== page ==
Creating a short movie is an effective way for students to organise their thoughts and present their ideas in formats other than the essay or PowerPoint presentation. It allows students to respond to literary texts or present content in different ways. The process is engaging and fun. The ability to be creative around how narratives are structured and woven together makes this kind of digital authoring an excellent way of varying the diet in the classroom.

What I like about VideoPad in particular amongst the video-editing options available is its relatively sophisticated functionality alongside its fairly simple interface. Importing footage in different formats can be an issue, but the software is quite robust. The ability to easily add sub-titles and captions, and to overlay more than one audio track is a definite plus. Students will often spend a great deal of time creating movie projects so it is best to set time limits!

4. WordPress

WordPress is a blogging platform that provides students with an excellent platform for creating opportunities for students to write in authentic, or relatively authentic contexts, with a real public in mind. You can create an account for each student which allows them to author blog content and publish to the site. It is a great platform for a class magazine. Students will often write fairly telegraphically and you will probably need to scaffold their first contributions to ensure that they are meaty enough, and set the tone for the submissions that follow. You can create blog sites around particular themes, such as an historical period or literary work, where students will contribute pieces that appear as “newspaper” like entries exploring themes and topics being studied.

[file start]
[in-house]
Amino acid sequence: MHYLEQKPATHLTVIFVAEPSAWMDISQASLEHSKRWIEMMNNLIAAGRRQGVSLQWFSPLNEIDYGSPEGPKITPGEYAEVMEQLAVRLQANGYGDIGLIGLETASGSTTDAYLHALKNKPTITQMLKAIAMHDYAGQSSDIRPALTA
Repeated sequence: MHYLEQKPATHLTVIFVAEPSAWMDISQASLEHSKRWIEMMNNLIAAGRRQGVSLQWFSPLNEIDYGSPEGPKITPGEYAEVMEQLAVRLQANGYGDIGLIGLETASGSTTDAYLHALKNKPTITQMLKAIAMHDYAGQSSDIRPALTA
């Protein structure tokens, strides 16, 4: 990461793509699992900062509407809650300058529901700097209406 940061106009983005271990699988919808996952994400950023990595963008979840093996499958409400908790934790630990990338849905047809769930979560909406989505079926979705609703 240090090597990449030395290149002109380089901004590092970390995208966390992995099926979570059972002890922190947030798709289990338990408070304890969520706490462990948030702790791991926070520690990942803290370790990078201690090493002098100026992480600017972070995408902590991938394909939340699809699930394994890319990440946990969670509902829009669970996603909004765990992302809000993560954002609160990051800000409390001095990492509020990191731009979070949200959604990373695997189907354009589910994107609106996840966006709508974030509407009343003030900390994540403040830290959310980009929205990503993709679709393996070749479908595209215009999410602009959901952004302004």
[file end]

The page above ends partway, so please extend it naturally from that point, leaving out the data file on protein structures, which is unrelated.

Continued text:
The genre of writing that can be done on a blog can vary from pure creative writing to perspective exploration or even factual discursive writing. This flexibility is useful and the same platform can be used. You can use a blog to collaborate between different classes, schools or continents, exploring a common theme, topic or problem. Students can leave comments on each other’s posts which can be very useful. Appointing moderators is a good idea.

5. PowerPoint

PowerPoints Presentations can be the worst things ever. But if done well, nothing beats a PowerPoint for supporting a well-delivered presentation. It is available on most people’s computers, has a host of functionalities and is portable and so ubiquitous as to provide few technical challenges. Students enjoy using the software and if you take the time to help them create presentations that complement their verbal presentations, for example using only keywords and images, students learn a very valuable and marketable life skill.

Most classrooms at some stage or another will call on students to make a verbal presentation, and the use of a PowerPoint can not only help a student through what for many is a nerve-wracking experience, it can also add to the presentation greatly.

Giving students an opportunity to organise and voice their ideas and receive feedback, preferably as early and as often as possible is at the heart of education. technology can help make that thinking more visible to the teacher and to peers, and thus invite a dialog between teacher and students over how best to communicate one’s ideas.